1939 MG TA Tickford Drophead Coupe
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BOUGHT NEW BY WWII RAF pilot FLYING OFFICER J C EDMONSON - it was indeed an expensive and special car at that time, over and above the standard TA. He was stationed at the beginning of WWII at RAF Shawbury, near Shrewsbury, still an active station today.
Flying Officer J C Edmonson lived at 207 Alkington Road, Whitchurch, Shropshire – local to the Manchester registration number. Please see here a photo of Alkington Road, Whitchurch today, and also Flying Officer JC Edmonson's RAF war record below
Owned TWICE by the present owner firstly from 1964 to 1966 - as shown in the black and white photo - and re-purchased in 2008 from the previous owner / restorer.
This actual car is specifically featured in the authoritative work on the MG TA "Original MG T Series" by respected Anders Ditlev Clausager on pages 49 to 55.
A lovely and very stylish Tickford MG - the special body created by Salmons and Sons Ltd of Newport Pagnell - an offshoot of Aston Martin Lagonda even today.
Revealed to the public in August 1938, production continued to August 1939 - just days before the outbreak of WWII.
Bulkhead chassis plate reveals TA3217 March 1939, Tickford production starting with TA2187 in March 1938 and finishing with standard MG TA3253 in April 1939, with a very short production run of the TB commencing in May 1939, ending in October 1939, a month after war started.
This elegant Tickford body features straight door tops and wind-up windows. To complete the opulence compared to the standard TA two-seater, the Tickford could be configured - with the padded hood - as a coupe or left half open in Sedanca style using curved landau irons to prevent back-draught - as seen in the photos – or lowered all the way down, also as seen in the photos.
The MG TA Tickford 3- position coupe really is several steps above the standard TA sports, some say like a scaled down 3-position Derby Bentley of the day.
EDITORIAL SEPTEMBER 2020 MG Car Club SAFETY FAST! : One whole page editorial on this very car reads : When I passed my driving test in 1964 I asked my father if he would lend me some money to buy a car. He replied "My son, if you want a car you have to earn some money in the school holidays" - which I did, working as a post boy for the Post Office, and whilst delivering mail one day I noticed a wreck of a car which turned out to be a MG TA Tickford, registration number FVU 867. I tracked down the owner who asked £30 for the wreck which I paid for with my hard earned wages. I had the vehicle towed back home and with some help to de-rust the cylinders, it fired back into life, and after passing an engineer's test, she was back on the road. I drove her all through 1964 until I left school in 1965 and sailed off to Australia. I stayed in Australia for 7 years,and during that time I wrote to my brother with explicit instructions (I still have on file!) to sell the car on my behalf. It was sold by my brother and passed through a couple of owners and eventually sometime in the late 60s, the car was rescued by Simon Gibbard, just in the nick of time as it was about to be broken up. In the intervening years I have owned two TCs, and two MGBGTs, so you can see I have MGs in my blood! It was not until the late 1990s / early 2000s that I started to think again of the MG TA Tickford. I joined the MGCC and went to MG events at Silverstone, hoping that I might find my old TA Tickford. Eventually luck was on my side! On thumbing through Safety Fast! there was my old car advertised for sale in the classified ads. In 2002 I contacted the then owner, still Simon Gibbard, who lived relatively close by and I visited him and viewed the car. Simon had lovingly and extensively restored the car to a very high standard over many years, but at the same time the asking price was more than I could afford. It was not until 2008, having been encouraged by my wife and brother, that I made contact with Simon again. Yes....the TA Tickford was still for sale and within 48 hours she was mine again! The MG gods must have been on my side! FVU 867 is featured in Clausager's book 'Original MG T Series' from pages 49 to 55 with many fine photos from around 1989 when it was fitted with Ace wheel discs.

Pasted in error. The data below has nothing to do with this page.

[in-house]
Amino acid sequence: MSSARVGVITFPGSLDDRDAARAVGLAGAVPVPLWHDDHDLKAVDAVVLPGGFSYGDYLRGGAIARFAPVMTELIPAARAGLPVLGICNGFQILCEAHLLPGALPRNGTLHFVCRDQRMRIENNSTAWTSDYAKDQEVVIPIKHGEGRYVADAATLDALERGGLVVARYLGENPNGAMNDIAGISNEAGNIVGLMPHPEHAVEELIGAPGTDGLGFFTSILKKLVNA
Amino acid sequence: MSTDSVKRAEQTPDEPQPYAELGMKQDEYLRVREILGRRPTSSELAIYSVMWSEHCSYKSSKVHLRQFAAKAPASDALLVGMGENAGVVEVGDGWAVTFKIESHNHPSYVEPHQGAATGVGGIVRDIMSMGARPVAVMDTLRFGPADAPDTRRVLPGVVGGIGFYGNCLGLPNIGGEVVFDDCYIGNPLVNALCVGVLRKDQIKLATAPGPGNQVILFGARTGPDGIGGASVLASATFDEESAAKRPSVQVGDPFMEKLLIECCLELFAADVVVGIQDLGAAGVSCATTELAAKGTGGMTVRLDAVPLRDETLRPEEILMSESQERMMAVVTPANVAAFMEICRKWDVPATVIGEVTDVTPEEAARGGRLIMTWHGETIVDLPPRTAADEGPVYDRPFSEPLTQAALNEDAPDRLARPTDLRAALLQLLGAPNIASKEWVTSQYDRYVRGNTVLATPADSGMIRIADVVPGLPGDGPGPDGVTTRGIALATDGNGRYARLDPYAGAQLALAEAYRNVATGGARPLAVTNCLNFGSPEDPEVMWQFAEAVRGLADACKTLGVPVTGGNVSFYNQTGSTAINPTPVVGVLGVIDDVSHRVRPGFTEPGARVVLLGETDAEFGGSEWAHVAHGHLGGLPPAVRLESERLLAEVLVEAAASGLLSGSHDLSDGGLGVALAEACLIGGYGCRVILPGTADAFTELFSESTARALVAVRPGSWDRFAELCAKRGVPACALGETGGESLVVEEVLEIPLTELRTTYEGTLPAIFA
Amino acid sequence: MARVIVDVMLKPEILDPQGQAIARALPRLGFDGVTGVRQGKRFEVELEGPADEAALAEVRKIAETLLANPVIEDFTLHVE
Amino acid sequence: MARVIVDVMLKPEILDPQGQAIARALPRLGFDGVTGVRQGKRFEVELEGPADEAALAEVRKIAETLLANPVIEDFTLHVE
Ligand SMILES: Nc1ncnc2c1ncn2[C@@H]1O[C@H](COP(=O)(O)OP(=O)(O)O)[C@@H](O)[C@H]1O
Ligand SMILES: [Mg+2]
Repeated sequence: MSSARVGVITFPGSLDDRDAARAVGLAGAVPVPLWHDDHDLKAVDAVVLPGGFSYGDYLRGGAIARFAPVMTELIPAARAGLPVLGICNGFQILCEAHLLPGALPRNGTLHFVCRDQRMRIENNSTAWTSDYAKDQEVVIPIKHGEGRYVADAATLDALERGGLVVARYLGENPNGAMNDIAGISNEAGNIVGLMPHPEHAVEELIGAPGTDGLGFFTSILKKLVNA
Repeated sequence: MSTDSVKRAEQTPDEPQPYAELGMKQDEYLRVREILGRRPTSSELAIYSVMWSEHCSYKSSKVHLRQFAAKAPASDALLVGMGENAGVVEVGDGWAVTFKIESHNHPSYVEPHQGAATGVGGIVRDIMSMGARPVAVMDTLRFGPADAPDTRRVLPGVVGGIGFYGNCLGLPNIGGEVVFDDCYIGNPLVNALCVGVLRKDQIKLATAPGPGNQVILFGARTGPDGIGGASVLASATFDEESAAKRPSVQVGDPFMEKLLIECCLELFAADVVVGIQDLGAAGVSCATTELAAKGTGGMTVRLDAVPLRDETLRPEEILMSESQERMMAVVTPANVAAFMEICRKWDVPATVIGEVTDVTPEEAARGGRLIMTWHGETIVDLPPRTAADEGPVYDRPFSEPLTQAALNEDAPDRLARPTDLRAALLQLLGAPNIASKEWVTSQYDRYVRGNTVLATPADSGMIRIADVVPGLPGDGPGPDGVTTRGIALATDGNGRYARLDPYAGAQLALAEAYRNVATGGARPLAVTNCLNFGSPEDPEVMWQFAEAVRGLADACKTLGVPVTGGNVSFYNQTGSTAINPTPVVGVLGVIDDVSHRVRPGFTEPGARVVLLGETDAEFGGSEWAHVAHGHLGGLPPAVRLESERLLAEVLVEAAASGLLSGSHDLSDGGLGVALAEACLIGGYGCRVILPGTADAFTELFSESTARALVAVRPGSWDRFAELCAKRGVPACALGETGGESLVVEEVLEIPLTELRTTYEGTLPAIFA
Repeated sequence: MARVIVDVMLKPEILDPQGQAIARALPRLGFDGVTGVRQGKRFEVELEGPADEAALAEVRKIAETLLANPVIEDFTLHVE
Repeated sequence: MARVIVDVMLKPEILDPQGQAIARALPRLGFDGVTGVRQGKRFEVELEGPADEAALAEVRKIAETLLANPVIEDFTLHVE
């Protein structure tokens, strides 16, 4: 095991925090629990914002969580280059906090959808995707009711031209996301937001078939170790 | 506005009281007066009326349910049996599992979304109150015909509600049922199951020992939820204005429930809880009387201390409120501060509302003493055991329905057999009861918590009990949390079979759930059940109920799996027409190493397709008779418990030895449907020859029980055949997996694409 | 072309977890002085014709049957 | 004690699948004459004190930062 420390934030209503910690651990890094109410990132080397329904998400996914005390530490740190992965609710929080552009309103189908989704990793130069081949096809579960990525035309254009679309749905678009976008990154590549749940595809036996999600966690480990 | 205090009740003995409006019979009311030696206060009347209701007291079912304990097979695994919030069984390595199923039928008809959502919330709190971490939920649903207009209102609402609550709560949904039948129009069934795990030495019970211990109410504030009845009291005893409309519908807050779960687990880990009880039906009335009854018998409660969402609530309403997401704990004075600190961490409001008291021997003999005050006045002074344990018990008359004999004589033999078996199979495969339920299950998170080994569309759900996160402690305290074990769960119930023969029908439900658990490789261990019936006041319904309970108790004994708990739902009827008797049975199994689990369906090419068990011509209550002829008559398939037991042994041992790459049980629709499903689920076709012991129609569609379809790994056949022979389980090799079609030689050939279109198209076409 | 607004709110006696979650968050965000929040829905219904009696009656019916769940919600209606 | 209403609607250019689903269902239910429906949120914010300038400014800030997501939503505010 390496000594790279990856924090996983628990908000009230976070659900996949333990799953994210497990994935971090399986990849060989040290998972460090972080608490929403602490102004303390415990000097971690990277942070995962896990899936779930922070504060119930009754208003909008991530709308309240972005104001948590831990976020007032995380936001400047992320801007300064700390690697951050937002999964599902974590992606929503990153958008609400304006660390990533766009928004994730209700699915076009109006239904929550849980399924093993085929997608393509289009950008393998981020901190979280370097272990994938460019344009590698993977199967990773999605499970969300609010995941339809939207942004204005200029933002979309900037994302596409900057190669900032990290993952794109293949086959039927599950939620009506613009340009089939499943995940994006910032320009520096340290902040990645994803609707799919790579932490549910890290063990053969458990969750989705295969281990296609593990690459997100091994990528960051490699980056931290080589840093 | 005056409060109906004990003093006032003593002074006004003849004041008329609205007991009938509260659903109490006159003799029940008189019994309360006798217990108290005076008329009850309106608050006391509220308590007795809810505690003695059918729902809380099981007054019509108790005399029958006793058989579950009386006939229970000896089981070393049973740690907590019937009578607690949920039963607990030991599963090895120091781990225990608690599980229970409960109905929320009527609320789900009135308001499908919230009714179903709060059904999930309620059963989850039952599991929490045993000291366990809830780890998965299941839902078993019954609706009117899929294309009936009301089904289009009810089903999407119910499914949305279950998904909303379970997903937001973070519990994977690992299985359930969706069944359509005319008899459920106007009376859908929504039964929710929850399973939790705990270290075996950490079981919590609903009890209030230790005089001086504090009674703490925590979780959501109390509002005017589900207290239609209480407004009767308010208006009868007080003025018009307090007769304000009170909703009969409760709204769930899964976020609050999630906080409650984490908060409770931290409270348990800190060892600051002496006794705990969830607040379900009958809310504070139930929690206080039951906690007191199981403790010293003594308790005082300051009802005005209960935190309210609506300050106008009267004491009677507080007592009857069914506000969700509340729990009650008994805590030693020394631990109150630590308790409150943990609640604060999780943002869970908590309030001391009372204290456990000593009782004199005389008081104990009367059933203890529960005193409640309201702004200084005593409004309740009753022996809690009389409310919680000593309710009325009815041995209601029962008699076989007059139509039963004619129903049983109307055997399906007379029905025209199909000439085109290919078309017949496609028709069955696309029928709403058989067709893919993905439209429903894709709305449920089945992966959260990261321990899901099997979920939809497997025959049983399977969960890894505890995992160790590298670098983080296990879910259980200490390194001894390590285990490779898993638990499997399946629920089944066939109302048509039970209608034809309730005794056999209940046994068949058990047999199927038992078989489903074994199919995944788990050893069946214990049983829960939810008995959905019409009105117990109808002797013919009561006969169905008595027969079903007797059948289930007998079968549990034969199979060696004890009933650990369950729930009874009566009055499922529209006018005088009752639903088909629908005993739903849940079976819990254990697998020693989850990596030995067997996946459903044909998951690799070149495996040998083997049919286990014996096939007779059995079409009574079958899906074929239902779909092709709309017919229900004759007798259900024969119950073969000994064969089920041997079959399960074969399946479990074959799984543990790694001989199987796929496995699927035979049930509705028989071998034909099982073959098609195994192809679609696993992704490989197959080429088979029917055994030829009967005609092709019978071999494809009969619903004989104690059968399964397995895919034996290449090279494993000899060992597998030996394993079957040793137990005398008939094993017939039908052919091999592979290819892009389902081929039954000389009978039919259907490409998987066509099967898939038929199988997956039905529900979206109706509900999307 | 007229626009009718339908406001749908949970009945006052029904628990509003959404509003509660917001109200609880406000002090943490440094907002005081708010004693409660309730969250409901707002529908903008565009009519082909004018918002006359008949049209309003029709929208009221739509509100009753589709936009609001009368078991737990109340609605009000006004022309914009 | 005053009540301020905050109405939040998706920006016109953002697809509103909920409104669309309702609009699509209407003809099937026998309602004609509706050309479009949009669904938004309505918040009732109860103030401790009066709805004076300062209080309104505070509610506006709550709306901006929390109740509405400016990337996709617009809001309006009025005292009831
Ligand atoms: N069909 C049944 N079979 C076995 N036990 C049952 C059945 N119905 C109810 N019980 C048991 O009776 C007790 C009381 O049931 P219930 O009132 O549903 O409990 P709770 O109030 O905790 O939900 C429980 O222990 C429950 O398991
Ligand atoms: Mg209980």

THE HISTORY OF THE MG TA MODEL
The new pushrod-powered TA, introduced in mid-1936. The TA Midget looked a little different than the overhead cam PB that it replaced. The TA kept the upright grille with vertical louvres and chrome surround, with relatively long bonnet and spindly wire wheels beneath sweeping wings. A new ladder frame chassis with boxing around the engine and gearbox was introduced of 7’10” wheelbase, and the track was increased by 3” to 3’9”. Engine capacity also grew from 939cc to 1292cc over the outgoing PB Midget, with 63.5mm bore and 102mm long stroke. Power was up substantially, from 43 bhp to 50 bhp, which peaked at 4,500 instead of at 5,500. The engine may not have revved as hard as the earlier cars, but the overhead valve unit was less fussy and offered greater torque. New to the Midget were 9” hydraulic brakes, and the suspension was softer than previous Midgets. The whole car was larger, with more passenger room, increased fuel capacity and top speed increased to 79mph.
Although we attempt to ensure accuracy of any statement or detail, the customer must make his or her own judgement in purchasing this car. The purchaser of the above car understands that he or she is purchasing a historic motor car with components that are up to 82 years old and sold as a collector item. There is no warranty given or implied due to the age of the car.
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